This place is truly amazing! The Hard Rock has two floors of seating surrounded by guitars, drums, clothing, pictures and other band memorabilia displayed. Not to mention speakers and televisions everywhere with music videos being played.
They even have a Presidential Seal mounted on one wall over the stairs!
Too cool! Lonnie was right when he said this placed rocked. Mike went all out for this lunch. The food was great! Once again… Thank you for an awesome Hard Rock lunch Cuivre River Electric! A lot of the delegates enjoyed walking around the Hard Rock Cafe and having their pictures taken with the memorabilia. Half of the Youth Tour delegates purchased t-shirts or pins in the Rock Shop. It was a blast. Most of the delegates are enjoying the down time and air conditioning.
Man are my feet hating me right now. Ha Ha... I will have to visit Hard Rock Cafe in St. Louis and have another Hickory-Smoked Pulled-Pork Sandwich. It rocks!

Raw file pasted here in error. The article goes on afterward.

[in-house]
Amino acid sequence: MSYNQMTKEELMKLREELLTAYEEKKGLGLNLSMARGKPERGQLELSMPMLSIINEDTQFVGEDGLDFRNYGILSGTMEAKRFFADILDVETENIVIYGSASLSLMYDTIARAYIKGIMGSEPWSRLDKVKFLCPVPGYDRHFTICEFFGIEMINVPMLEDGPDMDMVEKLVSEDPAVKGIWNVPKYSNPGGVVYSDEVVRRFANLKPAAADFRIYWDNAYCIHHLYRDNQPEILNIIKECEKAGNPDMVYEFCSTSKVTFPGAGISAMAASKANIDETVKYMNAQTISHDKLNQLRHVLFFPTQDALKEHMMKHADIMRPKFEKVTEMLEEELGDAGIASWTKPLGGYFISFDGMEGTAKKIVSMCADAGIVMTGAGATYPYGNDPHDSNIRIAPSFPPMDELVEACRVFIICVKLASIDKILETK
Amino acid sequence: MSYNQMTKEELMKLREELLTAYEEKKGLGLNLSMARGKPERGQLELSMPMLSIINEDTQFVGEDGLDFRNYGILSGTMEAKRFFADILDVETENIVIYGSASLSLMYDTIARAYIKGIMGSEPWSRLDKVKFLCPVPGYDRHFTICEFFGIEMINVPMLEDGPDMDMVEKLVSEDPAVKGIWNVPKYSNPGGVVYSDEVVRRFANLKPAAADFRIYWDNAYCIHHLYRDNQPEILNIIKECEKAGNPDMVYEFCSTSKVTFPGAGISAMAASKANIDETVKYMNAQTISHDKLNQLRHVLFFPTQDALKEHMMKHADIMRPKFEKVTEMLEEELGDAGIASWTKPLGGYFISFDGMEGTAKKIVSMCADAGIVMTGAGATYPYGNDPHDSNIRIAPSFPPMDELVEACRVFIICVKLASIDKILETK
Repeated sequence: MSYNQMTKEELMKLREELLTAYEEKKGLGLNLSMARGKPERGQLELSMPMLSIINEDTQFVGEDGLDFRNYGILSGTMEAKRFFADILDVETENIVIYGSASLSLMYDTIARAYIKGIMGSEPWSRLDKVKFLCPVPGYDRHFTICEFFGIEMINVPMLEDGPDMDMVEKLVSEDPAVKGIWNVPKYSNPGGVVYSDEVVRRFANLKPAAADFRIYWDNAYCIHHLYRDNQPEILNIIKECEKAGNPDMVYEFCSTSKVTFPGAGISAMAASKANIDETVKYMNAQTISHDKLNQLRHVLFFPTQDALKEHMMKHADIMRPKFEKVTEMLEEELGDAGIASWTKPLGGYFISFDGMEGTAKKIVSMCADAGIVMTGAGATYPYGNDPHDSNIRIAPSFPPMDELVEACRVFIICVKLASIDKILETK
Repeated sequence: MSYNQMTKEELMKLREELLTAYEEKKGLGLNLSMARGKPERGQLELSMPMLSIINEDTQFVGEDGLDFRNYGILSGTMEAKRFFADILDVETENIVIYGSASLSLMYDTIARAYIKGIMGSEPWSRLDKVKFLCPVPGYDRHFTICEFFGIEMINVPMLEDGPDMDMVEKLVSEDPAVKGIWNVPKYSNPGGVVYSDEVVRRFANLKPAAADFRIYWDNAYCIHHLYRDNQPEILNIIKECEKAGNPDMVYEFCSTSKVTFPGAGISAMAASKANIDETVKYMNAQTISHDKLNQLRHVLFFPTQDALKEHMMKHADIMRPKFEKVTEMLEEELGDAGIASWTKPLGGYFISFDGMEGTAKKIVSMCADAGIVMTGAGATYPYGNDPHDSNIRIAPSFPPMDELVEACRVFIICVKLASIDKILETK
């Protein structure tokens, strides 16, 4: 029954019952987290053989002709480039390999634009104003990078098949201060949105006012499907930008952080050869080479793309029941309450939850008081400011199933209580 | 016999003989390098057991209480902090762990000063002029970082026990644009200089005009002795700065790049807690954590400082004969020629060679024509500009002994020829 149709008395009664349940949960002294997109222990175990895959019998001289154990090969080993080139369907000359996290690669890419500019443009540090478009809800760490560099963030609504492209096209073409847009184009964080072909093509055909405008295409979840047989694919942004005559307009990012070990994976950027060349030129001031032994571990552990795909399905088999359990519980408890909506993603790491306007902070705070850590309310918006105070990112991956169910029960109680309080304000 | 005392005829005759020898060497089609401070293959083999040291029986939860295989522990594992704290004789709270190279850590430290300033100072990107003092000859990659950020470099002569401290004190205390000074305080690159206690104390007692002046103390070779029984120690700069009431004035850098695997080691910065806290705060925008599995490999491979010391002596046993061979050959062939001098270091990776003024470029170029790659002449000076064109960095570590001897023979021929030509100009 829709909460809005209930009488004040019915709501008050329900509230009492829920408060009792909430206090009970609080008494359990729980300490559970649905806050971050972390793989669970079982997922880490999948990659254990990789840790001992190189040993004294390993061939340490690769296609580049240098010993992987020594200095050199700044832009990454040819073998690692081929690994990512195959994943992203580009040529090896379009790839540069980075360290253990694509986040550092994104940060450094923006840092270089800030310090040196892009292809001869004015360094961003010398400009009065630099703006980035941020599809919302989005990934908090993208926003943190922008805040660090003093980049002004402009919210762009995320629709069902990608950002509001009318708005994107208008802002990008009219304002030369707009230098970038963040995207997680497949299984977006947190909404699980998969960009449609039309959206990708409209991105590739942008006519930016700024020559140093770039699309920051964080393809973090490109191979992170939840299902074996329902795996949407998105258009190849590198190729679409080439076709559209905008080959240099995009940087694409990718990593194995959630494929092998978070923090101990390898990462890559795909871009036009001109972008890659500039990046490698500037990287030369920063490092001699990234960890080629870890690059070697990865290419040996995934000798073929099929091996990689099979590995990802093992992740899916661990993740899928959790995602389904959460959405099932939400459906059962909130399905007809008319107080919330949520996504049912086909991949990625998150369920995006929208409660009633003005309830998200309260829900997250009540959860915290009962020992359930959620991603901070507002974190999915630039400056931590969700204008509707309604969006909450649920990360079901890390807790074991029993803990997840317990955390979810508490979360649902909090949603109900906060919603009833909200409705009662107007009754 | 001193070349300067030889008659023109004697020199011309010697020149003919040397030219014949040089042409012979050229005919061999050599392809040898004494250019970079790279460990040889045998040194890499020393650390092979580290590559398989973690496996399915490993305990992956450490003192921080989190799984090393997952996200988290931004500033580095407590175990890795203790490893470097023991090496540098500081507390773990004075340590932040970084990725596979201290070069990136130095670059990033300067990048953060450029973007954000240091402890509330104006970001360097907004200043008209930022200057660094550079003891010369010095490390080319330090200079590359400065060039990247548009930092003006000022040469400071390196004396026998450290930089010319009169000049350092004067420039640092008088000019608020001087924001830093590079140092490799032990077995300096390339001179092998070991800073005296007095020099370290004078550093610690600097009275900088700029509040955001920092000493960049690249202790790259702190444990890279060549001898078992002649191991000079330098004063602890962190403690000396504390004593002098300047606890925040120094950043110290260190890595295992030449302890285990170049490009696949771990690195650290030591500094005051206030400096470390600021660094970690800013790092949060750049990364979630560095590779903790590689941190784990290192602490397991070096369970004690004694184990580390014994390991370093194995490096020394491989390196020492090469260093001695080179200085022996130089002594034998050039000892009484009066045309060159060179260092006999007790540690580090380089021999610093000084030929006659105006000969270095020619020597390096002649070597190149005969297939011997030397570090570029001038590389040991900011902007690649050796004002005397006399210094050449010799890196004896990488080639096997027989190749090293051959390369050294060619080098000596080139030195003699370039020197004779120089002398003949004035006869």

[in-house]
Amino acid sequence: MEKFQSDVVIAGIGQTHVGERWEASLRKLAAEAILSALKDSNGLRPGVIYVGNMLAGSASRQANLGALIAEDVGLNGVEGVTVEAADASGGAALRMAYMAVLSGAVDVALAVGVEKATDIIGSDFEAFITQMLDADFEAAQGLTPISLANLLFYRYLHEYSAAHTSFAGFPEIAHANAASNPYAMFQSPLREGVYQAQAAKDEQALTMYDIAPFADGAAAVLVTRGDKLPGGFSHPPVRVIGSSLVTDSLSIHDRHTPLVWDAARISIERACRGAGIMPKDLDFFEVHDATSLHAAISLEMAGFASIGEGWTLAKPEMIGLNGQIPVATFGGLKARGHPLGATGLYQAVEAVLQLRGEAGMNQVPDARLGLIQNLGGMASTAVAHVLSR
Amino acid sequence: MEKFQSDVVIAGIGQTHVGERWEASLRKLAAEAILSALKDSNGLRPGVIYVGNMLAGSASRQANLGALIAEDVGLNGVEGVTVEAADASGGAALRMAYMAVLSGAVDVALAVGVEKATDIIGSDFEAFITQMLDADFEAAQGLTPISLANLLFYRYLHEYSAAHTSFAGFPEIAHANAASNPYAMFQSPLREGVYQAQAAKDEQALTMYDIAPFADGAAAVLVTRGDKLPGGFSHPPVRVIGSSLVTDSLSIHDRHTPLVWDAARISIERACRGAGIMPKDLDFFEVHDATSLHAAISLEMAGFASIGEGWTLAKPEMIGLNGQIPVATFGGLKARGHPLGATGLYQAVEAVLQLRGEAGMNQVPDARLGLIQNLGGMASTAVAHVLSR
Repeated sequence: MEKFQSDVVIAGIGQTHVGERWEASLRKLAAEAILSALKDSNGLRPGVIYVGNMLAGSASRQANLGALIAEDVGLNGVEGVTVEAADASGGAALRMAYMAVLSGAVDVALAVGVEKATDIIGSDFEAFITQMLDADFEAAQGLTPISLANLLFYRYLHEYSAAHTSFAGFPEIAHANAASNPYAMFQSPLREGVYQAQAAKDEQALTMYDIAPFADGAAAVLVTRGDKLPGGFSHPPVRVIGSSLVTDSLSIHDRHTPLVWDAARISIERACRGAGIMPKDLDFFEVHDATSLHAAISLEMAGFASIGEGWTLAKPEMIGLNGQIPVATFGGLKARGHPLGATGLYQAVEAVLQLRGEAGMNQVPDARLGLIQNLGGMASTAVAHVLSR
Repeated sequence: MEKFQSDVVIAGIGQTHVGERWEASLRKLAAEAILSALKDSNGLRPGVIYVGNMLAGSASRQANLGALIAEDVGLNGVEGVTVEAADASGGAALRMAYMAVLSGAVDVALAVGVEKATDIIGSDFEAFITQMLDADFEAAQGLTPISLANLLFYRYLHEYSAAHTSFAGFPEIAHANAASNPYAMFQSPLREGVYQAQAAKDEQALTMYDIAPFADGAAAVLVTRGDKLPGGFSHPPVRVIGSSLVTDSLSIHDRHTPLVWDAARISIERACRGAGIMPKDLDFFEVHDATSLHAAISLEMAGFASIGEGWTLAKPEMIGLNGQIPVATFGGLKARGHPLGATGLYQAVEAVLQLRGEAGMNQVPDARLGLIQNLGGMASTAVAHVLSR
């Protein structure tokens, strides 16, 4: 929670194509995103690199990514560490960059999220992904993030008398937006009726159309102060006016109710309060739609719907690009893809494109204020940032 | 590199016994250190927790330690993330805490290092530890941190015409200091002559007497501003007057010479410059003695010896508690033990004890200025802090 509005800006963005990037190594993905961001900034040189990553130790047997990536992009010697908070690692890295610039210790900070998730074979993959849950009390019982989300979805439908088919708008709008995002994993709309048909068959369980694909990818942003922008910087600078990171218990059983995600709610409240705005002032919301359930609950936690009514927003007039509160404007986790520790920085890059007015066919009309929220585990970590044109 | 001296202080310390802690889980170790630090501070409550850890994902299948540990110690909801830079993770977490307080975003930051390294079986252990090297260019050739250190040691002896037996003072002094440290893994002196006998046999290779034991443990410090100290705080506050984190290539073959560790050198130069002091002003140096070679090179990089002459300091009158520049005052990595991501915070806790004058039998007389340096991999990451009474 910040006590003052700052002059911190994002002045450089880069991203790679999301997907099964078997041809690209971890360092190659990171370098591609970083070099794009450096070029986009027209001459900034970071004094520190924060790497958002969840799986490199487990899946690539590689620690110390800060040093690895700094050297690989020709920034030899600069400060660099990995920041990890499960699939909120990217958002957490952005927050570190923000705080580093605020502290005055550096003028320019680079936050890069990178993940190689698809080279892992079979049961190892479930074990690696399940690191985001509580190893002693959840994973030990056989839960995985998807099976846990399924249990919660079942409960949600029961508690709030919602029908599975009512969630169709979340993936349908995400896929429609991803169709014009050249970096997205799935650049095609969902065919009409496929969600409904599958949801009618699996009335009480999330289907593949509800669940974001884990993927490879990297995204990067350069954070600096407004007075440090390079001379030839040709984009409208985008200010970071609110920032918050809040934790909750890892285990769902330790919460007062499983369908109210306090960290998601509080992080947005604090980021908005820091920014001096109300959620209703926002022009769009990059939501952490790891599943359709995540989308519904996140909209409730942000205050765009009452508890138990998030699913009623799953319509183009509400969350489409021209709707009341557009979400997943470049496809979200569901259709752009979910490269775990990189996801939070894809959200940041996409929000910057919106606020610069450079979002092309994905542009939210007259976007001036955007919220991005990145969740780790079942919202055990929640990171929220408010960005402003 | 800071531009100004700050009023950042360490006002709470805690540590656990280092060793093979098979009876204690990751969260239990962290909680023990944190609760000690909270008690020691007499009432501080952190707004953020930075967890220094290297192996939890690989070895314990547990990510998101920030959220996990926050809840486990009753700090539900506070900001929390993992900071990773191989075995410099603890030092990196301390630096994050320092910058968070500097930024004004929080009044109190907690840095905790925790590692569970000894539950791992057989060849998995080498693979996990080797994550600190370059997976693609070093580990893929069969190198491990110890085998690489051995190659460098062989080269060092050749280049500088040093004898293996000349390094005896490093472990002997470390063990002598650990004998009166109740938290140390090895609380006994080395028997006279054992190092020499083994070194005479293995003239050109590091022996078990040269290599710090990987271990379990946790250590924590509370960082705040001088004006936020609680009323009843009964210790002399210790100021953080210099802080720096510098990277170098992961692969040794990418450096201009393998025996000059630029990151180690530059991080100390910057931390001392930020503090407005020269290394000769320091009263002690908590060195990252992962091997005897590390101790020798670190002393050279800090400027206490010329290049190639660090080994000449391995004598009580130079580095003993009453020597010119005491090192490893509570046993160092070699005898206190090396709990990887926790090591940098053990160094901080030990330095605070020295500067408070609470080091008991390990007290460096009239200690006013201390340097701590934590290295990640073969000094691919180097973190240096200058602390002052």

Next on the itinerary… Ford’s Theatre. The famous site where President Abraham Lincoln was assassinated by John Wilkes Booth. A National Park Ranger gave a riveting narrative of the events surrounding Lincoln’s murder. It's still hard to believe what happened here 147 years ago. We were able to walk around and explore Ford's Theatre. I (Michael) tried to imagine what it must have been like on that evening when President Lincoln was shot.
The Ford's Theatre Museum contains Booth's Deringer pistol used in the assassination and President Lincoln's clothing from that night. It was hard to look at the clothing knowing what happened to the man wearing this outfit. Stains of Lincoln's blood are still visible of the articles of clothing. I (Michael) wish we had more time to view the rest of the museum and the artifacts.
We walked across the street to the Petersen House and visited the room where President Lincoln died on April 15, 1865. It was hard for me (Michael) to stand there and think about what took place in this room, and how it made history and changed the course of our nation.
Did you know that Ford’s Theatre remained closed for more than 100 years after President Lincoln’s assassination. Ford’s Theatre officially reopened in 1968 as a national historic site and working theater.